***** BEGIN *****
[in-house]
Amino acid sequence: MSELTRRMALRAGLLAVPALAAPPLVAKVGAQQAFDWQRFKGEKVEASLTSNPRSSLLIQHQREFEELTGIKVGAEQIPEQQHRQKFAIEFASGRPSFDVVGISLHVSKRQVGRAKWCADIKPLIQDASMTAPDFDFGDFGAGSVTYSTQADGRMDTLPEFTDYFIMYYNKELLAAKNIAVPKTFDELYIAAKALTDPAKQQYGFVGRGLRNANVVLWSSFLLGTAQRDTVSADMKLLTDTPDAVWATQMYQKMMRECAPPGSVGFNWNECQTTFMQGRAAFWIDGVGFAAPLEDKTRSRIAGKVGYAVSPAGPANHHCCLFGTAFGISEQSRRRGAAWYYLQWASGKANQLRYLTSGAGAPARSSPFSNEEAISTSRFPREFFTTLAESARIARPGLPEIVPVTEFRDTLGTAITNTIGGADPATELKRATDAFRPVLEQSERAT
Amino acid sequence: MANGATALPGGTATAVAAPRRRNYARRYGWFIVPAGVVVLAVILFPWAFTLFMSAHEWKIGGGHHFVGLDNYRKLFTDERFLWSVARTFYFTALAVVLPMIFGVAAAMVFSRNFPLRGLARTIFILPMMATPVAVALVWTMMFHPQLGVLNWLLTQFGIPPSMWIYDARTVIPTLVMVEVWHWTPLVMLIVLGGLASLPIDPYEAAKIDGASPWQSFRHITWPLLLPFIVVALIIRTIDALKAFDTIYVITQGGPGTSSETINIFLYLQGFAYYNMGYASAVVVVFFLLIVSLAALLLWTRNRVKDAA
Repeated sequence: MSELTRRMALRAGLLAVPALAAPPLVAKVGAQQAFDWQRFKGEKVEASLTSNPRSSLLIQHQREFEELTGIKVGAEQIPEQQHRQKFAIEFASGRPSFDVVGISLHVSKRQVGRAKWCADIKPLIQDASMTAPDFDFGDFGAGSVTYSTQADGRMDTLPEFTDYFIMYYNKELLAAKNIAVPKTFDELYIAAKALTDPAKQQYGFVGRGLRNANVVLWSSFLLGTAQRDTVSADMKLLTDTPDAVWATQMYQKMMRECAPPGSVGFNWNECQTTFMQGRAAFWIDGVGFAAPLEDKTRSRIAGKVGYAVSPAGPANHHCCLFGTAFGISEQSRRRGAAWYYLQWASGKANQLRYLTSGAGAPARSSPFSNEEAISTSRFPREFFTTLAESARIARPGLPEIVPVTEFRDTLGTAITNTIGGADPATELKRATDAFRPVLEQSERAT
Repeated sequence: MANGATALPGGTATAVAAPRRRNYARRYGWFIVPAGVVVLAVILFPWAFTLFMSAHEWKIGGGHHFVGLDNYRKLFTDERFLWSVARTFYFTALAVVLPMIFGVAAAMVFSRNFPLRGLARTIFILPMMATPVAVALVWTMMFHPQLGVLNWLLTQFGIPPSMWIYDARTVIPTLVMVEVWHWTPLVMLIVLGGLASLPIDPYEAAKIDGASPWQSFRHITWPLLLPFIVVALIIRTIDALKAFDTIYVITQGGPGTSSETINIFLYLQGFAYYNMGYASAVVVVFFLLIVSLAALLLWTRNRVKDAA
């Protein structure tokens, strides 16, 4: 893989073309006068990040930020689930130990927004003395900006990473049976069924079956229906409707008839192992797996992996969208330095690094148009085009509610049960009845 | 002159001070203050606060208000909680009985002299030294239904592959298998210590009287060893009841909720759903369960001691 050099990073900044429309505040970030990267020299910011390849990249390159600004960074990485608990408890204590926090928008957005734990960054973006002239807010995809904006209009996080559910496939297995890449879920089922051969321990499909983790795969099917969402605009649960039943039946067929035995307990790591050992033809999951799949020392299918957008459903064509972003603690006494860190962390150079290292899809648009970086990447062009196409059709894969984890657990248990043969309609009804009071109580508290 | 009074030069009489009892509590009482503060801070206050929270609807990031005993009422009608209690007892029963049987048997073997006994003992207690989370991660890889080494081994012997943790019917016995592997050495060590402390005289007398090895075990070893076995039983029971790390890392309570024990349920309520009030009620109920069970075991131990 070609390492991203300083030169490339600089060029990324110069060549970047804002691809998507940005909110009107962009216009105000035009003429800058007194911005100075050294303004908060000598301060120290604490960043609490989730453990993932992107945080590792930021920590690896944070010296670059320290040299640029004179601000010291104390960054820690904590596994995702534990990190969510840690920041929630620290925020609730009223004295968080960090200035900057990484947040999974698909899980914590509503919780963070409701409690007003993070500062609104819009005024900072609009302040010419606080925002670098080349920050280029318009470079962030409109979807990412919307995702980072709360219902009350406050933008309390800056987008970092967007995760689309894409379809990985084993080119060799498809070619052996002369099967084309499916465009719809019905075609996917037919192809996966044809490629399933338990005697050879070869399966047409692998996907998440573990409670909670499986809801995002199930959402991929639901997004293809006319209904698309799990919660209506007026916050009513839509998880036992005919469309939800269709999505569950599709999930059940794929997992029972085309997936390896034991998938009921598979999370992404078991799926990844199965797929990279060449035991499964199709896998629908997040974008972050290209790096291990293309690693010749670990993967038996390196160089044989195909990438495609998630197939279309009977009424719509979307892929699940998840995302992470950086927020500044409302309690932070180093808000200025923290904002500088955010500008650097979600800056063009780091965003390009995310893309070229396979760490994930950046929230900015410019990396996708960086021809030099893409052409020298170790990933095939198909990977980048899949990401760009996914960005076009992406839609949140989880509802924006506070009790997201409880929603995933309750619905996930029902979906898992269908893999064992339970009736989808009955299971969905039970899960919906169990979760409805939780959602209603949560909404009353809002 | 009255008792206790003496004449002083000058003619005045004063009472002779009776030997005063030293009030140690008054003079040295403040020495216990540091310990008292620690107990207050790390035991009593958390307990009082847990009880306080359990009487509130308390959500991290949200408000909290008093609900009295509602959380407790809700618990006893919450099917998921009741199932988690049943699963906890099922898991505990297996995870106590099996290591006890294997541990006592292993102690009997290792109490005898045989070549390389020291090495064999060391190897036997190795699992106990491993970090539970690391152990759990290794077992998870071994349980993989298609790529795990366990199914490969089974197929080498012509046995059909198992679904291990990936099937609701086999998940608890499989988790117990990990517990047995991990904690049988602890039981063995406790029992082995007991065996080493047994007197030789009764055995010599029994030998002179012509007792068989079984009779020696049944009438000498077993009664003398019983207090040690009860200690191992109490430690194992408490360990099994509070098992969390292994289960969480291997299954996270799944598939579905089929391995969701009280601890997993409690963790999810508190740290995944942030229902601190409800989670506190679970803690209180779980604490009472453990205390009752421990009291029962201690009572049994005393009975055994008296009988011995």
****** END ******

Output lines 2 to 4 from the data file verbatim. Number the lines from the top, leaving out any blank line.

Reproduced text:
Amino acid sequence: MSELTRRMALRAGLLAVPALAAPPLVAKVGAQQAFDWQRFKGEKVEASLTSNPRSSLLIQHQREFEELTGIKVGAEQIPEQQHRQKFAIEFASGRPSFDVVGISLHVSKRQVGRAKWCADIKPLIQDASMTAPDFDFGDFGAGSVTYSTQADGRMDTLPEFTDYFIMYYNKELLAAKNIAVPKTFDELYIAAKALTDPAKQQYGFVGRGLRNANVVLWSSFLLGTAQRDTVSADMKLLTDTPDAVWATQMYQKMMRECAPPGSVGFNWNECQTTFMQGRAAFWIDGVGFAAPLEDKTRSRIAGKVGYAVSPAGPANHHCCLFGTAFGISEQSRRRGAAWYYLQWASGKANQLRYLTSGAGAPARSSPFSNEEAISTSRFPREFFTTLAESARIARPGLPEIVPVTEFRDTLGTAITNTIGGADPATELKRATDAFRPVLEQSERAT
Amino acid sequence: MANGATALPGGTATAVAAPRRRNYARRYGWFIVPAGVVVLAVILFPWAFTLFMSAHEWKIGGGHHFVGLDNYRKLFTDERFLWSVARTFYFTALAVVLPMIFGVAAAMVFSRNFPLRGLARTIFILPMMATPVAVALVWTMMFHPQLGVLNWLLTQFGIPPSMWIYDARTVIPTLVMVEVWHWTPLVMLIVLGGLASLPIDPYEAAKIDGASPWQSFRHITWPLLLPFIVVALIIRTIDALKAFDTIYVITQGGPGTSSETINIFLYLQGFAYYNMGYASAVVVVFFLLIVSLAALLLWTRNRVKDAA
Repeated sequence: MSELTRRMALRAGLLAVPALAAPPLVAKVGAQQAFDWQRFKGEKVEASLTSNPRSSLLIQHQREFEELTGIKVGAEQIPEQQHRQKFAIEFASGRPSFDVVGISLHVSKRQVGRAKWCADIKPLIQDASMTAPDFDFGDFGAGSVTYSTQADGRMDTLPEFTDYFIMYYNKELLAAKNIAVPKTFDELYIAAKALTDPAKQQYGFVGRGLRNANVVLWSSFLLGTAQRDTVSADMKLLTDTPDAVWATQMYQKMMRECAPPGSVGFNWNECQTTFMQGRAAFWIDGVGFAAPLEDKTRSRIAGKVGYAVSPAGPANHHCCLFGTAFGISEQSRRRGAAWYYLQWASGKANQLRYLTSGAGAPARSSPFSNEEAISTSRFPREFFTTLAESARIARPGLPEIVPVTEFRDTLGTAITNTIGGADPATELKRATDAFRPVLEQSERAT